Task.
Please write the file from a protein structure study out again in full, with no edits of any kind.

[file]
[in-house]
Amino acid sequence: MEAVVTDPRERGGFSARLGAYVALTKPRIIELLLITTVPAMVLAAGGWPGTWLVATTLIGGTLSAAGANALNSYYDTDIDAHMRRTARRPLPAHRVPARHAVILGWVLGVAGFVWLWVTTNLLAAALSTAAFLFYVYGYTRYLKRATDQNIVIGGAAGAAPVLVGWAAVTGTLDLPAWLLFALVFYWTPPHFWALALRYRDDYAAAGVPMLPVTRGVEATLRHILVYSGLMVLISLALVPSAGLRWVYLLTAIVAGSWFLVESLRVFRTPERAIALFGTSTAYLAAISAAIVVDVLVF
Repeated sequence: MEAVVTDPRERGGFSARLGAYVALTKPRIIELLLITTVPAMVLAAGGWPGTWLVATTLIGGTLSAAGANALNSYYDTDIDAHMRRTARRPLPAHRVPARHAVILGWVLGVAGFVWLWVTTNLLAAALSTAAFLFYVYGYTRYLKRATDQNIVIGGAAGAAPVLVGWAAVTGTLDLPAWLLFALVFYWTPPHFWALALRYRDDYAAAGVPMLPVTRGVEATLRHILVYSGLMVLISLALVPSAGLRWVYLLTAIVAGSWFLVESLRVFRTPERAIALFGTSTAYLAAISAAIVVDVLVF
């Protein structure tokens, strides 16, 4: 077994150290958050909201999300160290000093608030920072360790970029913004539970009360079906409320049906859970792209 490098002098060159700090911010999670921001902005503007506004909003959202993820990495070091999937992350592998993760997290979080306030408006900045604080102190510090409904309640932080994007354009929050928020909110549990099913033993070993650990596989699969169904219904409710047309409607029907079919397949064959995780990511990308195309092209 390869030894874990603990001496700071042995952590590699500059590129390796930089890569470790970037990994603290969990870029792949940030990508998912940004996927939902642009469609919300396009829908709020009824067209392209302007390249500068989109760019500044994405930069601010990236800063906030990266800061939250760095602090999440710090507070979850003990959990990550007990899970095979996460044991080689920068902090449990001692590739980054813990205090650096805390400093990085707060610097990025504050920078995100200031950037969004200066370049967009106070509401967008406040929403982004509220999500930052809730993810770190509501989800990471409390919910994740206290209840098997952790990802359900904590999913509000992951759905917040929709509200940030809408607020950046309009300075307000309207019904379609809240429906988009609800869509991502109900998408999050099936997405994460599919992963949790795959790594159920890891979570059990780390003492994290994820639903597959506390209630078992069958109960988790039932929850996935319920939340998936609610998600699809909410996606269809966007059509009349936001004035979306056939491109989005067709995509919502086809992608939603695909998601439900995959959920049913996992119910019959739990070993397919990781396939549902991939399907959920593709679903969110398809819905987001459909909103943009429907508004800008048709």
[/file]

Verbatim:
[in-house]
Amino acid sequence: MEAVVTDPRERGGFSARLGAYVALTKPRIIELLLITTVPAMVLAAGGWPGTWLVATTLIGGTLSAAGANALNSYYDTDIDAHMRRTARRPLPAHRVPARHAVILGWVLGVAGFVWLWVTTNLLAAALSTAAFLFYVYGYTRYLKRATDQNIVIGGAAGAAPVLVGWAAVTGTLDLPAWLLFALVFYWTPPHFWALALRYRDDYAAAGVPMLPVTRGVEATLRHILVYSGLMVLISLALVPSAGLRWVYLLTAIVAGSWFLVESLRVFRTPERAIALFGTSTAYLAAISAAIVVDVLVF
Repeated sequence: MEAVVTDPRERGGFSARLGAYVALTKPRIIELLLITTVPAMVLAAGGWPGTWLVATTLIGGTLSAAGANALNSYYDTDIDAHMRRTARRPLPAHRVPARHAVILGWVLGVAGFVWLWVTTNLLAAALSTAAFLFYVYGYTRYLKRATDQNIVIGGAAGAAPVLVGWAAVTGTLDLPAWLLFALVFYWTPPHFWALALRYRDDYAAAGVPMLPVTRGVEATLRHILVYSGLMVLISLALVPSAGLRWVYLLTAIVAGSWFLVESLRVFRTPERAIALFGTSTAYLAAISAAIVVDVLVF
């Protein structure tokens, strides 16, 4: 077994150290958050909201999300160290000093608030920072360790970029913004539970009360079906409320049906859970792209 490098002098060159700090911010999670921001902005503007506004909003959202993820990495070091999937992350592998993760997290979080306030408006900045604080102190510090409904309640932080994007354009929050928020909110549990099913033993070993650990596989699969169904219904409710047309409607029907079919397949064959995780990511990308195309092209 390869030894874990603990001496700071042995952590590699500059590129390796930089890569470790970037990994603290969990870029792949940030990508998912940004996927939902642009469609919300396009829908709020009824067209392209302007390249500068989109760019500044994405930069601010990236800063906030990266800061939250760095602090999440710090507070979850003990959990990550007990899970095979996460044991080689920068902090449990001692590739980054813990205090650096805390400093990085707060610097990025504050920078995100200031950037969004200066370049967009106070509401967008406040929403982004509220999500930052809730993810770190509501989800990471409390919910994740206290209840098997952790990802359900904590999913509000992951759905917040929709509200940030809408607020950046309009300075307000309207019904379609809240429906988009609800869509991502109900998408999050099936997405994460599919992963949790795959790594159920890891979570059990780390003492994290994820639903597959506390209630078992069958109960988790039932929850996935319920939340998936609610998600699809909410996606269809966007059509009349936001004035979306056939491109989005067709995509919502086809992608939603695909998601439900995959959920049913996992119910019959739990070993397919990781396939549902991939399907959920593709679903969110398809819905987001459909909103943009429907508004800008048709």